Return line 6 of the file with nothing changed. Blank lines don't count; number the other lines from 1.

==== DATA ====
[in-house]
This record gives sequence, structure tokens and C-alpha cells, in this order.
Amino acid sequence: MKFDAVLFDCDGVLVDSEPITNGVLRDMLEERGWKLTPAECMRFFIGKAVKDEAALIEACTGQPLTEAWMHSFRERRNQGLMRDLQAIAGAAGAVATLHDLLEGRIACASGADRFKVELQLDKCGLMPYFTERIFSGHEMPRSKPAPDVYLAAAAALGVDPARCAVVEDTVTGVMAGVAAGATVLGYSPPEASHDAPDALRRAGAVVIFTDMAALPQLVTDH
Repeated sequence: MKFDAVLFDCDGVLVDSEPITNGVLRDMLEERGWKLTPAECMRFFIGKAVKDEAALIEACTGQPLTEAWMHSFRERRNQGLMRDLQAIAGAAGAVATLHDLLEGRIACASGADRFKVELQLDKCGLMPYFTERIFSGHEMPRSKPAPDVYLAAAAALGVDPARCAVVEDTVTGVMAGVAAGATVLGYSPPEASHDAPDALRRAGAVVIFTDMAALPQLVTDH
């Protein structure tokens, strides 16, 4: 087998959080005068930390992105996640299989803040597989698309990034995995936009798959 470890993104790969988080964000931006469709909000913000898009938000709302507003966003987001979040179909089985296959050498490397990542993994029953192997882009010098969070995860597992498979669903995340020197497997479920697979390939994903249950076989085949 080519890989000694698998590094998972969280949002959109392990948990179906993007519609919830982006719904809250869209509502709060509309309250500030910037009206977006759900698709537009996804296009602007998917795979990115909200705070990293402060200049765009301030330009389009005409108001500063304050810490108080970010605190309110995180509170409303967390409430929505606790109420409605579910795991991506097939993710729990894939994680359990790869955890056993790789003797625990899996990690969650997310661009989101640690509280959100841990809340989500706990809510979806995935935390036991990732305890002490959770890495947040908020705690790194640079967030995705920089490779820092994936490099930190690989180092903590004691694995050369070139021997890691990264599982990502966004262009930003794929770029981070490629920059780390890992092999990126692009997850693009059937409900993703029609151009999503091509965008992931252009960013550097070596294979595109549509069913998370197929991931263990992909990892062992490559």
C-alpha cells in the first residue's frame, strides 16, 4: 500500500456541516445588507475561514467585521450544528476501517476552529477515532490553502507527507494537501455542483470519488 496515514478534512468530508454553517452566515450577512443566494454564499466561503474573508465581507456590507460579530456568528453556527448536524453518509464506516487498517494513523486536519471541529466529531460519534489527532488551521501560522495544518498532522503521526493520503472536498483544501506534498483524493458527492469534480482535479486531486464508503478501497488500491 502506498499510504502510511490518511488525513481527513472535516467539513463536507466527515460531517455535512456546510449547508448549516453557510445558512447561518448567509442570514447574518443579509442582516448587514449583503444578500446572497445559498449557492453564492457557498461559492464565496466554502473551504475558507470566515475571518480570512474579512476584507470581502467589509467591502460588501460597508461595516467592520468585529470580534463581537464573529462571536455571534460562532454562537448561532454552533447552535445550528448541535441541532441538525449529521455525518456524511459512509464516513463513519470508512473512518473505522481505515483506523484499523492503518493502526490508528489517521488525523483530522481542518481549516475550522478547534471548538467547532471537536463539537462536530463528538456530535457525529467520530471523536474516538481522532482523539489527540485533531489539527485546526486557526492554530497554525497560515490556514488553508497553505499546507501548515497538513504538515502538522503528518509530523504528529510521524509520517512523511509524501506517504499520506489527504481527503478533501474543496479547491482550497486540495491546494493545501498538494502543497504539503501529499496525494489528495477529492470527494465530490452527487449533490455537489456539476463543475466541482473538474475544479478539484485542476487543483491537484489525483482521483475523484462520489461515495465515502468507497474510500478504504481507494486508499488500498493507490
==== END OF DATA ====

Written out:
C-alpha cells in the first residue's frame, strides 16, 4: 500500500456541516445588507475561514467585521450544528476501517476552529477515532490553502507527507494537501455542483470519488 496515514478534512468530508454553517452566515450577512443566494454564499466561503474573508465581507456590507460579530456568528453556527448536524453518509464506516487498517494513523486536519471541529466529531460519534489527532488551521501560522495544518498532522503521526493520503472536498483544501506534498483524493458527492469534480482535479486531486464508503478501497488500491 502506498499510504502510511490518511488525513481527513472535516467539513463536507466527515460531517455535512456546510449547508448549516453557510445558512447561518448567509442570514447574518443579509442582516448587514449583503444578500446572497445559498449557492453564492457557498461559492464565496466554502473551504475558507470566515475571518480570512474579512476584507470581502467589509467591502460588501460597508461595516467592520468585529470580534463581537464573529462571536455571534460562532454562537448561532454552533447552535445550528448541535441541532441538525449529521455525518456524511459512509464516513463513519470508512473512518473505522481505515483506523484499523492503518493502526490508528489517521488525523483530522481542518481549516475550522478547534471548538467547532471537536463539537462536530463528538456530535457525529467520530471523536474516538481522532482523539489527540485533531489539527485546526486557526492554530497554525497560515490556514488553508497553505499546507501548515497538513504538515502538522503528518509530523504528529510521524509520517512523511509524501506517504499520506489527504481527503478533501474543496479547491482550497486540495491546494493545501498538494502543497504539503501529499496525494489528495477529492470527494465530490452527487449533490455537489456539476463543475466541482473538474475544479478539484485542476487543483491537484489525483482521483475523484462520489461515495465515502468507497474510500478504504481507494486508499488500498493507490